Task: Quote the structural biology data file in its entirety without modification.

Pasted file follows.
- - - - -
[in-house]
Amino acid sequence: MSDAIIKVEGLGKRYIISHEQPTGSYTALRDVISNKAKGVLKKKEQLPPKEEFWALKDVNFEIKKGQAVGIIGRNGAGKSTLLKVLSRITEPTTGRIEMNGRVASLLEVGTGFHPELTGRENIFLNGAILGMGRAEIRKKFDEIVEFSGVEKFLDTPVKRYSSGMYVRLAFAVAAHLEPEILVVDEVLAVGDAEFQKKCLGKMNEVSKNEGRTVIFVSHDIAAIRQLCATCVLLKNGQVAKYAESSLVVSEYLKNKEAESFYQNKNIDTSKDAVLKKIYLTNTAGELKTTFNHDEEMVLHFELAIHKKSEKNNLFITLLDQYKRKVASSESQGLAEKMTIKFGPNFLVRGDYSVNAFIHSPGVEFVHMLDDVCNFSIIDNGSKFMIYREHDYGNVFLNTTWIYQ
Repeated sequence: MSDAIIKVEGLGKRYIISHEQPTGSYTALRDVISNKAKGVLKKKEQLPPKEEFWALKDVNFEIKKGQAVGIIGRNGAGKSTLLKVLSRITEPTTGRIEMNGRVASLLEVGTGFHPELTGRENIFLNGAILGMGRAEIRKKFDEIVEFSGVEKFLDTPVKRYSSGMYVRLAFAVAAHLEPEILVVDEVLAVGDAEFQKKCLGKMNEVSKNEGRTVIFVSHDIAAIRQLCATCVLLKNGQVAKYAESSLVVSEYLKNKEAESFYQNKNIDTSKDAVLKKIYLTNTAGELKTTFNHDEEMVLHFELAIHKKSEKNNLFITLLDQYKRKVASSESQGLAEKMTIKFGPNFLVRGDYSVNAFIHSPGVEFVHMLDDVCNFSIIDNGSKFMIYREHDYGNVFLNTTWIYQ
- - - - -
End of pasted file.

[in-house]
Amino acid sequence: MSDAIIKVEGLGKRYIISHEQPTGSYTALRDVISNKAKGVLKKKEQLPPKEEFWALKDVNFEIKKGQAVGIIGRNGAGKSTLLKVLSRITEPTTGRIEMNGRVASLLEVGTGFHPELTGRENIFLNGAILGMGRAEIRKKFDEIVEFSGVEKFLDTPVKRYSSGMYVRLAFAVAAHLEPEILVVDEVLAVGDAEFQKKCLGKMNEVSKNEGRTVIFVSHDIAAIRQLCATCVLLKNGQVAKYAESSLVVSEYLKNKEAESFYQNKNIDTSKDAVLKKIYLTNTAGELKTTFNHDEEMVLHFELAIHKKSEKNNLFITLLDQYKRKVASSESQGLAEKMTIKFGPNFLVRGDYSVNAFIHSPGVEFVHMLDDVCNFSIIDNGSKFMIYREHDYGNVFLNTTWIYQ
Repeated sequence: MSDAIIKVEGLGKRYIISHEQPTGSYTALRDVISNKAKGVLKKKEQLPPKEEFWALKDVNFEIKKGQAVGIIGRNGAGKSTLLKVLSRITEPTTGRIEMNGRVASLLEVGTGFHPELTGRENIFLNGAILGMGRAEIRKKFDEIVEFSGVEKFLDTPVKRYSSGMYVRLAFAVAAHLEPEILVVDEVLAVGDAEFQKKCLGKMNEVSKNEGRTVIFVSHDIAAIRQLCATCVLLKNGQVAKYAESSLVVSEYLKNKEAESFYQNKNIDTSKDAVLKKIYLTNTAGELKTTFNHDEEMVLHFELAIHKKSEKNNLFITLLDQYKRKVASSESQGLAEKMTIKFGPNFLVRGDYSVNAFIHSPGVEFVHMLDDVCNFSIIDNGSKFMIYREHDYGNVFLNTTWIYQ